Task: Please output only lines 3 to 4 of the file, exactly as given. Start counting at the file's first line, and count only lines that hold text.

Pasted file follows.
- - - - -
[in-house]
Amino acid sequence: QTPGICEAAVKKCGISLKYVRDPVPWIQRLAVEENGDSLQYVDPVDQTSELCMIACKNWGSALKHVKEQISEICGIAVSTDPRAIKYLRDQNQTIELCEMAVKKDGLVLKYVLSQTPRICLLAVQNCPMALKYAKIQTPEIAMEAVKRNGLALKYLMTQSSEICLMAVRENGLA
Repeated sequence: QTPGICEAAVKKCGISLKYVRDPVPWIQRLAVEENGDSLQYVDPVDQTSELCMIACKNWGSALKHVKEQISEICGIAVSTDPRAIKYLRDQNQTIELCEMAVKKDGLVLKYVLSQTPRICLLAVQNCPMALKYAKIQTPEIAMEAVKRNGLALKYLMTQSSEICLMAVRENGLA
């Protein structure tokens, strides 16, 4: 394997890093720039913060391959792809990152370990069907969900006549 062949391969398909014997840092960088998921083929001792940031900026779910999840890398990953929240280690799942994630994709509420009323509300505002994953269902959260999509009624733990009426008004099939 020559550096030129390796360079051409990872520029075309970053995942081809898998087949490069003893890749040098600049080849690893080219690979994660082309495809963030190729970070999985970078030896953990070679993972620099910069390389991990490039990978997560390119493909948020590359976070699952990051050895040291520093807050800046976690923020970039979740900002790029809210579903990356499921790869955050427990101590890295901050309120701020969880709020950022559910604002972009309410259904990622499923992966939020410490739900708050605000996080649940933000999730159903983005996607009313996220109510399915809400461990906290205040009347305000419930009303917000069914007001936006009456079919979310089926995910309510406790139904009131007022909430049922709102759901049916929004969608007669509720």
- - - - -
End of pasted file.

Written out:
Repeated sequence: QTPGICEAAVKKCGISLKYVRDPVPWIQRLAVEENGDSLQYVDPVDQTSELCMIACKNWGSALKHVKEQISEICGIAVSTDPRAIKYLRDQNQTIELCEMAVKKDGLVLKYVLSQTPRICLLAVQNCPMALKYAKIQTPEIAMEAVKRNGLALKYLMTQSSEICLMAVRENGLA
């Protein structure tokens, strides 16, 4: 394997890093720039913060391959792809990152370990069907969900006549 062949391969398909014997840092960088998921083929001792940031900026779910999840890398990953929240280690799942994630994709509420009323509300505002994953269902959260999509009624733990009426008004099939 020559550096030129390796360079051409990872520029075309970053995942081809898998087949490069003893890749040098600049080849690893080219690979994660082309495809963030190729970070999985970078030896953990070679993972620099910069390389991990490039990978997560390119493909948020590359976070699952990051050895040291520093807050800046976690923020970039979740900002790029809210579903990356499921790869955050427990101590890295901050309120701020969880709020950022559910604002972009309410259904990622499923992966939020410490739900708050605000996080649940933000999730159903983005996607009313996220109510399915809400461990906290205040009347305000419930009303917000069914007001936006009456079919979310089926995910309510406790139904009131007022909430049922709102759901049916929004969608007669509720």